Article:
Take the 2-minute tour ×
Stack Overflow is a question and answer site for professional and enthusiast programmers. It's 100% free, no registration required.

I want to have a red line instead of mouse pointer in my (written in C++ with OpenGL) application. For example when I move the mouse over an OpenGL window, I would like the cursor to become a red line. How can I do that?

Also, how can I call the mouse related functions (OpenGL) for that line and specify the functionality?

share|improve this question
There are no OpenGL "mouse related functions". OpenGL doesn't acknowledge what a mouse is. OpenGL barely acknowledges what a window is. –  Nicol Bolas Aug 23 '11 at 19:48
Yep. This will be specific to your windowing library. Are you using something like SDL? GLUT? –  JCooper Aug 23 '11 at 19:57

1 Answer 1

As Nicol Bolas said in his comment, OpenGL knows nothing of the mouse. You'll need to interact with the windowing system one way or another (via direct Win32/X11/etc. API or via a portable windowing library a la Qt, wxWidgets, etc) to monitor mouse position.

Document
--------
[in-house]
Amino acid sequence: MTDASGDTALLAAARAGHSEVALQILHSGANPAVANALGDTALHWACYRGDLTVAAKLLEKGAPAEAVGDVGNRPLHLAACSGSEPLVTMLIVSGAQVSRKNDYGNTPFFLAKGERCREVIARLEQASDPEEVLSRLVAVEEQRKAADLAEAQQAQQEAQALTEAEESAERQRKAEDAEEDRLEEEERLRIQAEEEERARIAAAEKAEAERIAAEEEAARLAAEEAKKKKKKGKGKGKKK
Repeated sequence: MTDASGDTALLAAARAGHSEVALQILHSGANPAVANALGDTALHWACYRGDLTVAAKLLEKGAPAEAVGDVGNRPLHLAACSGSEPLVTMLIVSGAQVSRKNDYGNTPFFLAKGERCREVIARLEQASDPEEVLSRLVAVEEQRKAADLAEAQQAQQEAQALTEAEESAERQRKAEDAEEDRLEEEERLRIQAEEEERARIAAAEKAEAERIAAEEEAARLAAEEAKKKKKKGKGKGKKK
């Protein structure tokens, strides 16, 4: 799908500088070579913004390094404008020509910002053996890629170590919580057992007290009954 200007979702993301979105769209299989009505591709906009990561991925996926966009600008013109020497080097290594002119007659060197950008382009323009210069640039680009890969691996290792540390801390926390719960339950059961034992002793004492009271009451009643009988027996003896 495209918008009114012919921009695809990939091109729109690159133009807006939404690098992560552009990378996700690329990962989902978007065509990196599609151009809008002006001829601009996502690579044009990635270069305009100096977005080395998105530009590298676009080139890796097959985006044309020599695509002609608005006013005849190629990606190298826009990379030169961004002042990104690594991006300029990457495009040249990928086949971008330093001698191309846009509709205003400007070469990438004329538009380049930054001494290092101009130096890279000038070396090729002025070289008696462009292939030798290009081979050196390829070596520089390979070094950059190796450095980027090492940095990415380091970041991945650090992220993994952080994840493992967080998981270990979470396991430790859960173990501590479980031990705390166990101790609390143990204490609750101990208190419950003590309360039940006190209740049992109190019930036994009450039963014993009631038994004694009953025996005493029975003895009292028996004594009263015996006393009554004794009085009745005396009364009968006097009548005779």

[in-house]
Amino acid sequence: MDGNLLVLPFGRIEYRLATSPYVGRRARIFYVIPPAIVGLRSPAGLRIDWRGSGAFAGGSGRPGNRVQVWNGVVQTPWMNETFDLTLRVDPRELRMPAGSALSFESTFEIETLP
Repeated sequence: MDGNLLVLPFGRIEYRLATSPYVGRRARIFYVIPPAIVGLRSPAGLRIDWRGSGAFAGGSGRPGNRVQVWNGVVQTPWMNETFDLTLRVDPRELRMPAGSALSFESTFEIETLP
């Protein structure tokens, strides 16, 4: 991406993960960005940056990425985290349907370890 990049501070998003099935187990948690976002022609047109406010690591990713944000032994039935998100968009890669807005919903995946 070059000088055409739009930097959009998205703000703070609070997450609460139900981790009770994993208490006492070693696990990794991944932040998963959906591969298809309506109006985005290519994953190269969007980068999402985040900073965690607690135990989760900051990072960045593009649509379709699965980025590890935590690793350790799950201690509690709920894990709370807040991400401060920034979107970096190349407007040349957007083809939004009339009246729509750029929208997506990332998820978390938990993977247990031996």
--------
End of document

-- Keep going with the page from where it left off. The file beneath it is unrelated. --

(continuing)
If the cursor you're trying to draw is a bitmap, your best bet is likely to handle mouse enter/leave events sent to your window and respond to them by using an API function to change the cursor. This will handle automatically updating the cursor as the mouse moves around and will add minimal overhead to your application (windowing system cursors generally draw in an overlay plane that avoids sending redraw events to your window every time the mouse moves).

If you have a more procedural description of your cursor (that is, you intend to draw it with OpenGL drawing commands), you'll instead want to handle the mouse enter/leave events by using HideCursor()/ShowCursor() commands or the equivalent to turn off the windowing system's native cursor when the mouse is over your window. Then, you'll hook the mouse move callbacks and redraw your scene, adding whatever commands you need to draw the cursor at the position specified in the mouse move event.

The first approach is definitely preferred for performance & latency reasons--but there are some cursor types (think full screen crosshairs) that can't be accomodated that way.

share|improve this answer

Your Answer


By posting your answer, you agree to the privacy policy and terms of service.

Not the answer you're looking for? Browse other questions tagged or ask your own question.